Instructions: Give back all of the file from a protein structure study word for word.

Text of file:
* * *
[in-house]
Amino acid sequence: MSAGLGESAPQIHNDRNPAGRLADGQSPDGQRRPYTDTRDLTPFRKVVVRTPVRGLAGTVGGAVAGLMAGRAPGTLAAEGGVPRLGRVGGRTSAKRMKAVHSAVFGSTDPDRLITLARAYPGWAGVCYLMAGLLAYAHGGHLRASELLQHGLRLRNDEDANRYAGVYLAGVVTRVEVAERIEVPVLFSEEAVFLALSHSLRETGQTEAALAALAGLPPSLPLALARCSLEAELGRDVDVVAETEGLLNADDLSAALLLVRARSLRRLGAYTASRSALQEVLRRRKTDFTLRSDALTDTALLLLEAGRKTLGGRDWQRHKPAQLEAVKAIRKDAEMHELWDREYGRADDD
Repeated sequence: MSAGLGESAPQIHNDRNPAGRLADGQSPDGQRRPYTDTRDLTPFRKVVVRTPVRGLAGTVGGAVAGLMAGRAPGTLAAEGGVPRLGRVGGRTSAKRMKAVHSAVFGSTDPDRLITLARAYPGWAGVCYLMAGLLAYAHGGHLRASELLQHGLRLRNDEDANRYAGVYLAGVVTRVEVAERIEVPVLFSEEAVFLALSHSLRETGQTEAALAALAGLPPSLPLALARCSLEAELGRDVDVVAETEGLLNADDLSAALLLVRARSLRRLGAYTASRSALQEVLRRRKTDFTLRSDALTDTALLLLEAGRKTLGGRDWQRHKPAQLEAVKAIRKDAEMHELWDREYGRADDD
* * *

[in-house]
Amino acid sequence: MSAGLGESAPQIHNDRNPAGRLADGQSPDGQRRPYTDTRDLTPFRKVVVRTPVRGLAGTVGGAVAGLMAGRAPGTLAAEGGVPRLGRVGGRTSAKRMKAVHSAVFGSTDPDRLITLARAYPGWAGVCYLMAGLLAYAHGGHLRASELLQHGLRLRNDEDANRYAGVYLAGVVTRVEVAERIEVPVLFSEEAVFLALSHSLRETGQTEAALAALAGLPPSLPLALARCSLEAELGRDVDVVAETEGLLNADDLSAALLLVRARSLRRLGAYTASRSALQEVLRRRKTDFTLRSDALTDTALLLLEAGRKTLGGRDWQRHKPAQLEAVKAIRKDAEMHELWDREYGRADDD
Repeated sequence: MSAGLGESAPQIHNDRNPAGRLADGQSPDGQRRPYTDTRDLTPFRKVVVRTPVRGLAGTVGGAVAGLMAGRAPGTLAAEGGVPRLGRVGGRTSAKRMKAVHSAVFGSTDPDRLITLARAYPGWAGVCYLMAGLLAYAHGGHLRASELLQHGLRLRNDEDANRYAGVYLAGVVTRVEVAERIEVPVLFSEEAVFLALSHSLRETGQTEAALAALAGLPPSLPLALARCSLEAELGRDVDVVAETEGLLNADDLSAALLLVRARSLRRLGAYTASRSALQEVLRRRKTDFTLRSDALTDTALLLLEAGRKTLGGRDWQRHKPAQLEAVKAIRKDAEMHELWDREYGRADDD